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nestbox margo

Early morning chirping in the nestbox, aside – I want to sleep in. Photo by Margo D. Beller.


Another Monday morning and I’m hungover. Again.

Not from alcohol. From trying to outrun Father Time while cavorting with Mother Nature.

For over three decades, I would rise for breakfast, and rush for a train to take me to an office. About two-thirds of the way through those three decades, my husband and I moved to the suburbs, so that one train became two trains, and the longer commute meant I often had to rise before dawn.

That ended about two years ago.

I am lucky to have a job at my age. It was much harder for an unemployed someone, age 50 and older, to find a job during the recession. And it’s not much easier now, when things are allegedly improving. But I made friends along the way, and one of them found me my current job, for which I work from home.

When I had become a serious birder, I had wished I had more time out in the field – time that was spent working or commuting. But a funny thing happened now that I am home, with a commute measured in minutes rather than hours. I find I still don’t have enough time.

I used to get by on six to seven hours of sleep. Now, like a newborn baby, I crave eight to nine. It is a struggle some days, particularly Mondays, to rise from bed. I hear this year’s house wren busily singing his territorial song at the nestbox every dawn. Part of me wants to rise and see what else is out there. Usually, I go back to sleep.

Except on the weekends. After five days spent mainly in my house, I must get out. I must fit seven days of life into two: see my friends, work in my garden, walk in the woods, drive to another part of the state (with or without MH), and look for birds.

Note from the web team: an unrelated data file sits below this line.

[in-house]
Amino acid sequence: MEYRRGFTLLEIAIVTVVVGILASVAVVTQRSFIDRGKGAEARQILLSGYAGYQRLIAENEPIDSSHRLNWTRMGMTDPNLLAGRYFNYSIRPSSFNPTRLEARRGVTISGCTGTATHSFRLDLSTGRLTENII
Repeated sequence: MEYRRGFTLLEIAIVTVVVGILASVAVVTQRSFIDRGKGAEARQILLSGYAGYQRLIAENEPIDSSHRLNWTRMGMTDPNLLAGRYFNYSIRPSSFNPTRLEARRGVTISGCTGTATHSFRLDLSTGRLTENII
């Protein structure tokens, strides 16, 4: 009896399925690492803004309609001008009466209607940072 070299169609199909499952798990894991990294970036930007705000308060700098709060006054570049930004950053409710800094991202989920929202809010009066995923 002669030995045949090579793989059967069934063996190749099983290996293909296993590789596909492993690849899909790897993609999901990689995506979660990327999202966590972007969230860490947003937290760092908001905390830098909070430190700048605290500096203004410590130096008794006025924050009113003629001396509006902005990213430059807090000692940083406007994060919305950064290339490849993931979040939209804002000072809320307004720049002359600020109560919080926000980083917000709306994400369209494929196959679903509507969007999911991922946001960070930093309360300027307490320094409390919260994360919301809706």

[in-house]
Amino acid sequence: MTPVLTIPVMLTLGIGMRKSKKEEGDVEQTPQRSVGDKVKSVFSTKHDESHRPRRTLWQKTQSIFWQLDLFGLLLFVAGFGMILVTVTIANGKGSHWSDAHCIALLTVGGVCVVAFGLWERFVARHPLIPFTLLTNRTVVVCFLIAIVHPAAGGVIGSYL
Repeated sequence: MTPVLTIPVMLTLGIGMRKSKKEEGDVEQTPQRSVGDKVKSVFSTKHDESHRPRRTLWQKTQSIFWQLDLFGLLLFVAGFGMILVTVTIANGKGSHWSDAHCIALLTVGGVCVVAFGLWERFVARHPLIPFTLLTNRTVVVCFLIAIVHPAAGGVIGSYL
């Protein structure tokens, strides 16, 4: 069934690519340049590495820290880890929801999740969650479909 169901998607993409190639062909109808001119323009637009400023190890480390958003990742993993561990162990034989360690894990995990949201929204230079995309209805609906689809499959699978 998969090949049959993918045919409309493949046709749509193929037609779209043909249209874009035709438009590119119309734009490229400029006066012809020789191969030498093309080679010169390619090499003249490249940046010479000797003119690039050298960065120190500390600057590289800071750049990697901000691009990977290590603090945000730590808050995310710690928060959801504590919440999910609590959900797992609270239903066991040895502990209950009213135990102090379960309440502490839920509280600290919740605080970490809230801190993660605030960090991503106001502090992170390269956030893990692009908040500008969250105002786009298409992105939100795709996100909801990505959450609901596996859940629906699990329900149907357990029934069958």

I rise early and walk and drive for miles. I climb. I pull weeds in the garden, and lift heavy pots. The hours fly by. I forget about things like age, and how I’m going to pay the bills.

Then, usually around 8 p.m. on Sunday, I pass out in my chair, spent. Somehow I get to bed. Suddenly, it’s Monday morning. Fifty-plus-year-old knees and back hurt. I’m exhausted, and I’m depressed – hungover yet again.

I don’t know if I am unusual. I see women older than I am walking every day on my street, no matter the weather. Most days I do take a pre-work walk and run short errands during my lunch break.

It’s just Mondays, when I am depressed, that I find that even though I work from home, I still don’t have the time to do what I want. Because this job is a contract position – the new reality for some of us in journalism – I get no paid holidays or personal days. No work, no pay. And so I must use the weekends to the fullest.

Welcome to the “golden years.”